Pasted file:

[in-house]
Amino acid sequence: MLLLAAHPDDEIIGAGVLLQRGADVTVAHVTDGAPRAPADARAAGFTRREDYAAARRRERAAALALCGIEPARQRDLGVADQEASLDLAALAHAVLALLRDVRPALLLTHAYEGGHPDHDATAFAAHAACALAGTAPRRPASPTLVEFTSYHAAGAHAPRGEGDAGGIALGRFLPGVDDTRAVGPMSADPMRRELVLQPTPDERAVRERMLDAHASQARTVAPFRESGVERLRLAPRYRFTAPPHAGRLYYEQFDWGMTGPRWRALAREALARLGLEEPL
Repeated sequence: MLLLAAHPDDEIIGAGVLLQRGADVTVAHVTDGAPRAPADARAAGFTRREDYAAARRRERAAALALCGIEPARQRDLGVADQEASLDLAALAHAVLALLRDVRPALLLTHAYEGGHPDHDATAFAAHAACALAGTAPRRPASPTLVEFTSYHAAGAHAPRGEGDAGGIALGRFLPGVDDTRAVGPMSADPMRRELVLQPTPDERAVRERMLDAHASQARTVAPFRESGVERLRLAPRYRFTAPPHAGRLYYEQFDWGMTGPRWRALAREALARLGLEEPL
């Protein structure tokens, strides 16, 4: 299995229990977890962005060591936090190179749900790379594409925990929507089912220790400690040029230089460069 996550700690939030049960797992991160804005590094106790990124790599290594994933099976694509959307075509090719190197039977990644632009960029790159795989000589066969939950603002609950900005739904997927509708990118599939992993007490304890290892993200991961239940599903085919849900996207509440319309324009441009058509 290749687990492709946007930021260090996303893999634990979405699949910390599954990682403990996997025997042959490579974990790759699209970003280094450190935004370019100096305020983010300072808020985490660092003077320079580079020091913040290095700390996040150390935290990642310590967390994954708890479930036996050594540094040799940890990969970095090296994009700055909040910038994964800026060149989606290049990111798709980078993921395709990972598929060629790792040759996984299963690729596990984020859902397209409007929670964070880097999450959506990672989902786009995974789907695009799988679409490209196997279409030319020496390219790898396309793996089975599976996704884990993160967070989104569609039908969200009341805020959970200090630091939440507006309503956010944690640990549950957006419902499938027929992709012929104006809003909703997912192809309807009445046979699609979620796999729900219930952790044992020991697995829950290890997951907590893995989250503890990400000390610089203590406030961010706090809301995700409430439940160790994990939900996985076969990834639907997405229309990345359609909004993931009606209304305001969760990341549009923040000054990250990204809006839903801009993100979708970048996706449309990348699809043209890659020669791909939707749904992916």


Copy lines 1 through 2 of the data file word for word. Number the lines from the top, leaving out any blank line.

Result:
[in-house]
Amino acid sequence: MLLLAAHPDDEIIGAGVLLQRGADVTVAHVTDGAPRAPADARAAGFTRREDYAAARRRERAAALALCGIEPARQRDLGVADQEASLDLAALAHAVLALLRDVRPALLLTHAYEGGHPDHDATAFAAHAACALAGTAPRRPASPTLVEFTSYHAAGAHAPRGEGDAGGIALGRFLPGVDDTRAVGPMSADPMRRELVLQPTPDERAVRERMLDAHASQARTVAPFRESGVERLRLAPRYRFTAPPHAGRLYYEQFDWGMTGPRWRALAREALARLGLEEPL